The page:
Until a few months ago, Writers House lit agent Simon Lipskar knew his client David Dow merely as a gifted academic. An expert on death penalty law at the University of Houston who has practiced for almost 20 years as a lawyer in Texas representing death row inmates, Mr. Dow had written several books for academic presses and been published widely in scholarly journals when Mr. Lipskar took him on as a client. In 2005, Mr. Lipskar sold Mr. Dow’s first foray into popular writing, a book called Executed on a Technicality, to the small, Boston-based Beacon Press. In Mr. Lipskar’s description, the book amounted to a very solid work of serious, issue-based nonfiction that was “clear-eyed, lucid, deeply intelligent and persuasive.” For all that, however, it wasn’t exactly riveting. As Mr. Lipskar puts it, “It was a book by an academic on a topic.”
One day earlier this year, Mr. Dow called Mr. Lipskar on the phone and told him he was ready to show him his new book. Mr. Lipskar said O.K., expecting to see another rigorous, semi-scholarly book dealing with some aspect of the death penalty. Soon after, he had an email in his inbox with the manuscript attached.
Upon opening the attachment, Mr. Lipskar was stunned to find a dark, deeply emotional and memoiristic account of Mr. Dow’s experiences as a death penalty lawyer—a harrowing story of bureaucracy and systemic incompetence that centers around one case in particular during which Mr. Dow became convinced that his client was innocent.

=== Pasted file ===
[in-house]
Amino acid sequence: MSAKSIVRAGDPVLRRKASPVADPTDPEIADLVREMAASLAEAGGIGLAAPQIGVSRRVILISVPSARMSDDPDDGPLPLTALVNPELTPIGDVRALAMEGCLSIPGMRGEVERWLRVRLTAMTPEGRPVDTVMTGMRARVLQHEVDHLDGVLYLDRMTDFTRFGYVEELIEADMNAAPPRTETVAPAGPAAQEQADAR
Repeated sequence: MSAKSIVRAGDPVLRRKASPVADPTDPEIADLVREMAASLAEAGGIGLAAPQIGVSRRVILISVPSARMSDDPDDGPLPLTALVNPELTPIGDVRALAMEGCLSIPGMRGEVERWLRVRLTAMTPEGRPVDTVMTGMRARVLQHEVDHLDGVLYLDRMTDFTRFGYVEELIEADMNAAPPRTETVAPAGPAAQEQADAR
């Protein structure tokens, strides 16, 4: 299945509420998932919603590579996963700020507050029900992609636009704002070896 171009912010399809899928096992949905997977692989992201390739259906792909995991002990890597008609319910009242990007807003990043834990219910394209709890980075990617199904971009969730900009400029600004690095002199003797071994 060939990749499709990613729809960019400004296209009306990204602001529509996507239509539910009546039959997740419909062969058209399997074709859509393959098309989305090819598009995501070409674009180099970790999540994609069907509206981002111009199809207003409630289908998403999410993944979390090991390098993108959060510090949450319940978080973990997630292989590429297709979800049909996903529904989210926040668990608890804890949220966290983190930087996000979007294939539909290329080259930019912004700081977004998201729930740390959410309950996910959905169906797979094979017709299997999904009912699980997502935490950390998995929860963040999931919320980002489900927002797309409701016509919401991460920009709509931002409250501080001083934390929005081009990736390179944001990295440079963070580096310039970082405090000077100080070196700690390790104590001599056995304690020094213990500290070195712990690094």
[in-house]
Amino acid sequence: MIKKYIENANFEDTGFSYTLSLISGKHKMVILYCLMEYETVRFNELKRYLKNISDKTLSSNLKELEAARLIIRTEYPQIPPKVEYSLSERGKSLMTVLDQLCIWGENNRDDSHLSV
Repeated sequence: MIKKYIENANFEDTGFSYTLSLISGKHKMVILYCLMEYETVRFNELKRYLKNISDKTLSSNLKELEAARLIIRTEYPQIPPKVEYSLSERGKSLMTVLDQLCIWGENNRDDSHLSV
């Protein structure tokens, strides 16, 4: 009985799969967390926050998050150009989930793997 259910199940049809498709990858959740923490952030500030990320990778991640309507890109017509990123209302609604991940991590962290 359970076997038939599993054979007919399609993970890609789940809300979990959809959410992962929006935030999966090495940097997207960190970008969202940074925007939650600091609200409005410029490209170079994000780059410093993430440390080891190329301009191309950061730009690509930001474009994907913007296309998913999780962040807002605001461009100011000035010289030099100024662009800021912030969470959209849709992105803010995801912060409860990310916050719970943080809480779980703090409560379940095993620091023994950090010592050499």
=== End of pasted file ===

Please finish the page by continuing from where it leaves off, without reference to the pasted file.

“I started reading a manuscript that was immediately one of the most staggering pieces of narrative nonfiction that I’ve ever read in my life,” Mr. Lipskar said Monday. “It was a memoir of beautiful, gorgeously crafted prose, telling the story of what it means to be a human being.”
He called Mr. Dow the next morning. “I said, ‘David, what the hell is this? Where did this come from?’ He said, ‘Well, I guess it’s what I’ve been working on for a while.’”
Mr. Lipskar said he never wanted to see him writing like an academic again. “I told him, ‘You’ve found your voice.’”
The book went out to publishers on March 19, and after returning from the Bologna Book Fair the following week, Mr. Lipskar took it to auction. Last Thursday, he closed a deal with Jonathan Karp’s Twelve imprint at Hachette Book Group USA that several sources said was worth approximately $250,000.
According to Mr. Lipskar, the book will be called The Autobiography of an Execution, and is scheduled for publication in February 2010. Mr. Karp could not be reached for comment.